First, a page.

The results to date leave open the question of what causes the non-vasopressin-mediated changes in AQP2 expression seen in a number of pathophysiological states. The observation that the DI +/+ severe mice, which have constitutively low levels of cAMP, have lower AQP2 levels than seen in rats treated with high doses of V2-receptor antagonists suggests that other signals may also act via the cAMP cascade, which may provide a final common pathway. It is also possible that changes in the rate of AQP2 degradation play an important part in the regulation of AQP2 levels in the cells. Some support for this comes from the observation that in most of the models described above the decrease in mRNA levels is greater than the decrease in protein, whereas in lithium-treated Brattleboros, the decrease in mRNA is rather smaller than the decrease in protein, consistent with part of the effect of lithium being due to increased degradation.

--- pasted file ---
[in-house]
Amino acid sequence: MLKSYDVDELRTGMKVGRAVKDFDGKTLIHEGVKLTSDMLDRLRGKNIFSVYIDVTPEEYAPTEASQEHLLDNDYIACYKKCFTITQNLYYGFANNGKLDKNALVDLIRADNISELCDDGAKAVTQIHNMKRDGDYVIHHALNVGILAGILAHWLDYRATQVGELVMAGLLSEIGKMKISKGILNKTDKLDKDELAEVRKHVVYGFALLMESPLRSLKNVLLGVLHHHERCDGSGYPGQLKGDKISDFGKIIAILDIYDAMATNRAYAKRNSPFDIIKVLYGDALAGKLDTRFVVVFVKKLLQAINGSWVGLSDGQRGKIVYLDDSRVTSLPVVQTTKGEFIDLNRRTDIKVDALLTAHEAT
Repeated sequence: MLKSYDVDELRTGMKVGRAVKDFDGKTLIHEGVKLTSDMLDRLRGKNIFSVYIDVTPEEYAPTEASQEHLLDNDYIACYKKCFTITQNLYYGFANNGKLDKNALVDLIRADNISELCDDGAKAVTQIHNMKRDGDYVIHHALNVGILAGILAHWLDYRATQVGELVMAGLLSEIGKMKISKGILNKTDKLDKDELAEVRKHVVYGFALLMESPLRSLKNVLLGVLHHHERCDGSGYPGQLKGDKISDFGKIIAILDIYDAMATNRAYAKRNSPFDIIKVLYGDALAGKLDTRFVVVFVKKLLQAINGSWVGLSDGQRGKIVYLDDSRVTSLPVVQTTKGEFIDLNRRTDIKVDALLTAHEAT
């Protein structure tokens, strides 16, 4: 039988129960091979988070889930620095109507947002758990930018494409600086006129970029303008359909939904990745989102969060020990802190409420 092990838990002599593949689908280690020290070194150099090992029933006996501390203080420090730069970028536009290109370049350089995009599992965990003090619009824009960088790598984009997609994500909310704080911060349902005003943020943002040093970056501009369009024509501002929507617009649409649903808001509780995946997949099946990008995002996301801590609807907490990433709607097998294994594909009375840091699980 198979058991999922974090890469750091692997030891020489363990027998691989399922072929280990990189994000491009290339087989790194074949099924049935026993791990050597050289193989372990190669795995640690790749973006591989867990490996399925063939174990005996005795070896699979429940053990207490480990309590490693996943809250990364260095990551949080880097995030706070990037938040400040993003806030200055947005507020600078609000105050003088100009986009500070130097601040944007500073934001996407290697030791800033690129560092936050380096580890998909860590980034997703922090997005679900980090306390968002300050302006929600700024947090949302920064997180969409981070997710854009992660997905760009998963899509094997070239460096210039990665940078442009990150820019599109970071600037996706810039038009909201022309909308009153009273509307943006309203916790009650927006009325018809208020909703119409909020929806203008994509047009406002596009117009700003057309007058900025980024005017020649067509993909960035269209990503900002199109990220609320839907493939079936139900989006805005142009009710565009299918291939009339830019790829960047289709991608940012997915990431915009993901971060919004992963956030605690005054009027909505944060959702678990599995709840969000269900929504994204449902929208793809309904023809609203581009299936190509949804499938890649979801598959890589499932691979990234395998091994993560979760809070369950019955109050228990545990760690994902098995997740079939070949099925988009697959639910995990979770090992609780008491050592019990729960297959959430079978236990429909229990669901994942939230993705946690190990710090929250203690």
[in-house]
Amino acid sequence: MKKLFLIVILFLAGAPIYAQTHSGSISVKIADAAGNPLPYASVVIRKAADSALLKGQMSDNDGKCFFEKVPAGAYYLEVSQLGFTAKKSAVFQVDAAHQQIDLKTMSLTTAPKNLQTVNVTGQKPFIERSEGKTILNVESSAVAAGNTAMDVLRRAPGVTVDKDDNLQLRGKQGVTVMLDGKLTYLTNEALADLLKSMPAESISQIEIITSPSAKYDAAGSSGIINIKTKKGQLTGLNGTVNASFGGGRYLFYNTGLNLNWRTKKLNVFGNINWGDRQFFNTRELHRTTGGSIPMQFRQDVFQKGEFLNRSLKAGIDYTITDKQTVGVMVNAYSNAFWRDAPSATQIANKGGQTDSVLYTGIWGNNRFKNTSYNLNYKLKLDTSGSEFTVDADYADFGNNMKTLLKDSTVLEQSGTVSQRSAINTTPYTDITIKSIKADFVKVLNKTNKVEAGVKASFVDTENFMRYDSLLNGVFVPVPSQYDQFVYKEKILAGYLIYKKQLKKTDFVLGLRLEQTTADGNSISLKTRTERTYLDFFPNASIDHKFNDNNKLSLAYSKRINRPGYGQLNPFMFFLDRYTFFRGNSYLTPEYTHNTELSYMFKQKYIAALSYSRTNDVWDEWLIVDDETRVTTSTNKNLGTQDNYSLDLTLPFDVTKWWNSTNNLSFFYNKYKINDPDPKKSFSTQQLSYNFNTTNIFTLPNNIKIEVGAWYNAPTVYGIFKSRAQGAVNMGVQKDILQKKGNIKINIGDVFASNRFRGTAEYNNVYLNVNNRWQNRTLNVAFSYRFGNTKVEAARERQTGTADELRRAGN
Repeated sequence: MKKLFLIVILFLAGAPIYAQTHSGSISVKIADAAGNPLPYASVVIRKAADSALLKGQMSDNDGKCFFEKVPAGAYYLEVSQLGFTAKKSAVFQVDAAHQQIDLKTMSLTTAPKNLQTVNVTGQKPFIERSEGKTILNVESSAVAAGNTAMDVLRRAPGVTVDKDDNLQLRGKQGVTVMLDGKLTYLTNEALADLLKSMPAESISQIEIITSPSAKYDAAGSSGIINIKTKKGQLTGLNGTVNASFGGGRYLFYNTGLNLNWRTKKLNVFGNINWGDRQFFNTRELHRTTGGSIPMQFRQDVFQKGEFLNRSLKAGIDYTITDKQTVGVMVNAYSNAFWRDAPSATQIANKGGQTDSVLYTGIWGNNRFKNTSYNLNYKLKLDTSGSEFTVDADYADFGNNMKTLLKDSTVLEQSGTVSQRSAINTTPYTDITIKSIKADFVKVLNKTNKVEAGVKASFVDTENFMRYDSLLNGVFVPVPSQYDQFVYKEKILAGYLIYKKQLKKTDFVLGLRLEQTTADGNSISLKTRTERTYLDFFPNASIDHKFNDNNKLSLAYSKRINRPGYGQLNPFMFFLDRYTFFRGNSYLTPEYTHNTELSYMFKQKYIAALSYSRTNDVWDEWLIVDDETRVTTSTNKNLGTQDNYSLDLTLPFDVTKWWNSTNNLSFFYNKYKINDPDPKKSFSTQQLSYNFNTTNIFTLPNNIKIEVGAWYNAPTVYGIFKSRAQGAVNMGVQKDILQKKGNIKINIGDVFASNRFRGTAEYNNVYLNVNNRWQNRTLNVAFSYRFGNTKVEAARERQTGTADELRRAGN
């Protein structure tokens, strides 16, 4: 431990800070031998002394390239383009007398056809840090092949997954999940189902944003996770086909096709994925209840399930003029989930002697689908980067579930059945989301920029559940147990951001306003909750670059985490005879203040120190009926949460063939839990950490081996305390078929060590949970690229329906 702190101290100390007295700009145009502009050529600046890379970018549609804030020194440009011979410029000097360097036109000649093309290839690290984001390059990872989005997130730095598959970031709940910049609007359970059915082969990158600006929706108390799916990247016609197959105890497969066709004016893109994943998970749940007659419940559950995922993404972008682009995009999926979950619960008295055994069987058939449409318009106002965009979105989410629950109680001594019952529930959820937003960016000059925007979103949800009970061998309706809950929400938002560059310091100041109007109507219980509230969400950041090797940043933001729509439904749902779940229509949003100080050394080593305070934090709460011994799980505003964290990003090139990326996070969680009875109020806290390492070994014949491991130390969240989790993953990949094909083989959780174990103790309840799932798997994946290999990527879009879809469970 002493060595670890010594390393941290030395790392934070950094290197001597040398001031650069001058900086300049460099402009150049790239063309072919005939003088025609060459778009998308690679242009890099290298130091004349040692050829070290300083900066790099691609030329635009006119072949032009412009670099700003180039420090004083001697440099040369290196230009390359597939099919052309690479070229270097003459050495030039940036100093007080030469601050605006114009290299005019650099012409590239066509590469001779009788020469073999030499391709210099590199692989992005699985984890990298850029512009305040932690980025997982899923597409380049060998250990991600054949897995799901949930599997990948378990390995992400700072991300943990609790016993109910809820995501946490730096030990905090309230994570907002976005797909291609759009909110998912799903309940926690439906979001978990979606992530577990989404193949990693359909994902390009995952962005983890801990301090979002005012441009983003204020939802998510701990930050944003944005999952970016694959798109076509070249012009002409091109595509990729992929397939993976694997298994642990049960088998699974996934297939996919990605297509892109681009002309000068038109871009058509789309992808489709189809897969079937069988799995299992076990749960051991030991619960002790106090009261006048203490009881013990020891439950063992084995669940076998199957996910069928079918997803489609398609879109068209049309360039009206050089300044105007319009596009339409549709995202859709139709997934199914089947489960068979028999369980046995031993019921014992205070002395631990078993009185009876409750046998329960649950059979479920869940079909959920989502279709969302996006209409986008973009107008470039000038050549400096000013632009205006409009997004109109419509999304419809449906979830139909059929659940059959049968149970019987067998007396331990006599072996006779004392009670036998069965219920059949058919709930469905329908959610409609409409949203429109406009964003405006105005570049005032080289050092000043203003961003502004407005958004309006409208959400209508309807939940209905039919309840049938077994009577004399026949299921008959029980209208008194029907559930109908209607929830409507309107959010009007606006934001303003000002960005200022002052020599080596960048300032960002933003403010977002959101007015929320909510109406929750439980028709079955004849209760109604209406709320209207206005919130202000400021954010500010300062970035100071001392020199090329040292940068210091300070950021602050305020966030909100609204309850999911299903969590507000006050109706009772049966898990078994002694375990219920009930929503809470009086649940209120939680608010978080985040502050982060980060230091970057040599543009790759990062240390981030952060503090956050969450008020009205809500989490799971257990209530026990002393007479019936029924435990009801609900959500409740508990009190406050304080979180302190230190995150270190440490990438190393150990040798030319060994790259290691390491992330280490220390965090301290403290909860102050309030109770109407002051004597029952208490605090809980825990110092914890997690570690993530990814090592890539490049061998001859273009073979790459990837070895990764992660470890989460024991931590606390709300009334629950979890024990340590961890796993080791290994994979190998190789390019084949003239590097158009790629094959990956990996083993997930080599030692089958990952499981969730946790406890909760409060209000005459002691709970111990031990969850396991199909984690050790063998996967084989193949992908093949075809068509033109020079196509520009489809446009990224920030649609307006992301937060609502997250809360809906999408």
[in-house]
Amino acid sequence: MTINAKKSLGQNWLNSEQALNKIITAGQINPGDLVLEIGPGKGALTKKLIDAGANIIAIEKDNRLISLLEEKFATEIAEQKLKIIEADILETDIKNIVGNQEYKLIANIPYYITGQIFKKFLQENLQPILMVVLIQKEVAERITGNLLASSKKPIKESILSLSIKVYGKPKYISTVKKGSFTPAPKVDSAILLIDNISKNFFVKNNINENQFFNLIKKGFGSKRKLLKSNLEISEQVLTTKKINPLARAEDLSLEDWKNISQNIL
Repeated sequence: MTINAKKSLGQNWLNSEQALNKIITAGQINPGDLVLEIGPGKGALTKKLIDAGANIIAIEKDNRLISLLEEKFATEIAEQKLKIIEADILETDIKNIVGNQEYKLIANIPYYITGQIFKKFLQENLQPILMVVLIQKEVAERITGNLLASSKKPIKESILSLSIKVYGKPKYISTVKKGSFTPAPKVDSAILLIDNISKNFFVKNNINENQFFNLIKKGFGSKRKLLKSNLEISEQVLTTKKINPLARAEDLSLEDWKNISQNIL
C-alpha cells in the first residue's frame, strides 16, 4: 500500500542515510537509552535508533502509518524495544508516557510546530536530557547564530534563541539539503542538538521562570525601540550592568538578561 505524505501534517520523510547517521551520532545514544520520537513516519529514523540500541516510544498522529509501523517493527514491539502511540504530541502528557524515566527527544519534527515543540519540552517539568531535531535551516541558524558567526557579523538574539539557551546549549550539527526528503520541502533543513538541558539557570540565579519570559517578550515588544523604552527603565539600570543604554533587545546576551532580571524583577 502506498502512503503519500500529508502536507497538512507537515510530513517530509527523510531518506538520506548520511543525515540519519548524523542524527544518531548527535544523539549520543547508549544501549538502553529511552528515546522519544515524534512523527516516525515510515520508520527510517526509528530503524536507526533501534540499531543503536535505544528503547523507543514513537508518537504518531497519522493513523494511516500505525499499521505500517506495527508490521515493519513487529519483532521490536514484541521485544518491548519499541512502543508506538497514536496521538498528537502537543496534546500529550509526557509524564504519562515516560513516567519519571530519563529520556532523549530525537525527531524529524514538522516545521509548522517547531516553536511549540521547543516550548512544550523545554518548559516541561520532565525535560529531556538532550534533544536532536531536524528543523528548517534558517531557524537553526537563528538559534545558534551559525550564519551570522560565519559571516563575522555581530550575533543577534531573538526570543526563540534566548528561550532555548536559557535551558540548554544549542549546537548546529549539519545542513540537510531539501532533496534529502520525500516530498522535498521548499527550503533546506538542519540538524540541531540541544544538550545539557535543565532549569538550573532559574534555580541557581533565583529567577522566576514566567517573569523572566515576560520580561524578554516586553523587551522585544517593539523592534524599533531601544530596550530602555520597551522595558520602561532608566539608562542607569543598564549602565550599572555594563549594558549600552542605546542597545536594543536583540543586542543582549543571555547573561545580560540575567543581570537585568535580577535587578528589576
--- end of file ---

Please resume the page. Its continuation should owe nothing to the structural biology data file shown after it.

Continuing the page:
There are a variety of disorders in which water handling is abnormal (Table 2). Some of these are primary renal disorders, whereas others reflect changes in other organs or systems. The renal handling of water may be considered abnormal in all of them, since there is a breakdown of the body's normal homeostatic mechanisms. The role of changes in the expression and/or function of aquaporins has been investigated in a range of these conditions, including genetic defects, acquired defects of renal responsiveness (acquired NDI), and conditions in which there is an inappropriate retention of water.

View this table:
Table 2.